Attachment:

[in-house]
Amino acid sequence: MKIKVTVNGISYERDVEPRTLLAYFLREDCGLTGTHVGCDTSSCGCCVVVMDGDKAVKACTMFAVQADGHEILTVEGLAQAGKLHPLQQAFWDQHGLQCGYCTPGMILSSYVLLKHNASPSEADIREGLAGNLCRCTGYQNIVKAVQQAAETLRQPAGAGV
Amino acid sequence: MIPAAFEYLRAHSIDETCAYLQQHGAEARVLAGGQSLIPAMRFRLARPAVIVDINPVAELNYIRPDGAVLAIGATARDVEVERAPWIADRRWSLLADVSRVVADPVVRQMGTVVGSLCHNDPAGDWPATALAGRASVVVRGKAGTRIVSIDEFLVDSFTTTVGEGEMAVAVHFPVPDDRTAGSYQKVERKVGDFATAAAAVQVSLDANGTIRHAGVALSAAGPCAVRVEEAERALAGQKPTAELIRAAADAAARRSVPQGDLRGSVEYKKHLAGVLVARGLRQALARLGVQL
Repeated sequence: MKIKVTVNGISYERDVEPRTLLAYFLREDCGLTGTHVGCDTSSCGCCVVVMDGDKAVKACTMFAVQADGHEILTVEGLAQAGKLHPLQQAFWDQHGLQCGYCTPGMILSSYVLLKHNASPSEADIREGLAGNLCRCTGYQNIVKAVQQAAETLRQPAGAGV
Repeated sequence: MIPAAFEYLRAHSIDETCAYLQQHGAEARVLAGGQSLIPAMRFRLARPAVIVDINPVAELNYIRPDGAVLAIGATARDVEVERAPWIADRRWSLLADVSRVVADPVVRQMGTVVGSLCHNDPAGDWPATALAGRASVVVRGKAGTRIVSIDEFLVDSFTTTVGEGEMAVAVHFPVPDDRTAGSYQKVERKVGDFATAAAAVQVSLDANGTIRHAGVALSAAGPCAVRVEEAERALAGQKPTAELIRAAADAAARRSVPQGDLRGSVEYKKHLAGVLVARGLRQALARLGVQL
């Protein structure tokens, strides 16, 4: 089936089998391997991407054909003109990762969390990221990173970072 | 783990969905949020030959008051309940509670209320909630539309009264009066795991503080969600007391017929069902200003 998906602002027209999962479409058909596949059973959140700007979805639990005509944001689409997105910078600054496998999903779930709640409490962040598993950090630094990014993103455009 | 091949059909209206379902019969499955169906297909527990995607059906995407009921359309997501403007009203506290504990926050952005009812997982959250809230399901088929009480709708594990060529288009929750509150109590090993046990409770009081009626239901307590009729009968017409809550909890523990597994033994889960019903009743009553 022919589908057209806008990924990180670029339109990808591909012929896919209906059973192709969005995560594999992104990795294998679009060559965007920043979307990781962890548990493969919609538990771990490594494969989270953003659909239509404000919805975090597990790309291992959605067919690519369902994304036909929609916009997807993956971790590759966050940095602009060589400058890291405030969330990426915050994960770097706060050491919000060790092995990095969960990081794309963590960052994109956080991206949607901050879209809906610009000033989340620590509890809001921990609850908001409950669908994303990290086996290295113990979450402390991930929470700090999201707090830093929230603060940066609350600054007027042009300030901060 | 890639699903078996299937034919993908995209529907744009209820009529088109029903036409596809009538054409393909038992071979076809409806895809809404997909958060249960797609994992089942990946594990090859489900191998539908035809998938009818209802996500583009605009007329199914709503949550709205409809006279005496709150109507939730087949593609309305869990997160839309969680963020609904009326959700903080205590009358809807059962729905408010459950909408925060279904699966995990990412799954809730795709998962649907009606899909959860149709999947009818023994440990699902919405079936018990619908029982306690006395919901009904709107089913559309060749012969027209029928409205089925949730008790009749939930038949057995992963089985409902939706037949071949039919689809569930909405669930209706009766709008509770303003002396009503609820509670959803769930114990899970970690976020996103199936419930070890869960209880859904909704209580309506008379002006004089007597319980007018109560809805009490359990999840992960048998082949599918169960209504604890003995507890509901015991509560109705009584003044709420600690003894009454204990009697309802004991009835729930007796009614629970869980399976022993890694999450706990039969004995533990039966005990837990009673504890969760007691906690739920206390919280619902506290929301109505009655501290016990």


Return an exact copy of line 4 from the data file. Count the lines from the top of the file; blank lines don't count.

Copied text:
Repeated sequence: MKIKVTVNGISYERDVEPRTLLAYFLREDCGLTGTHVGCDTSSCGCCVVVMDGDKAVKACTMFAVQADGHEILTVEGLAQAGKLHPLQQAFWDQHGLQCGYCTPGMILSSYVLLKHNASPSEADIREGLAGNLCRCTGYQNIVKAVQQAAETLRQPAGAGV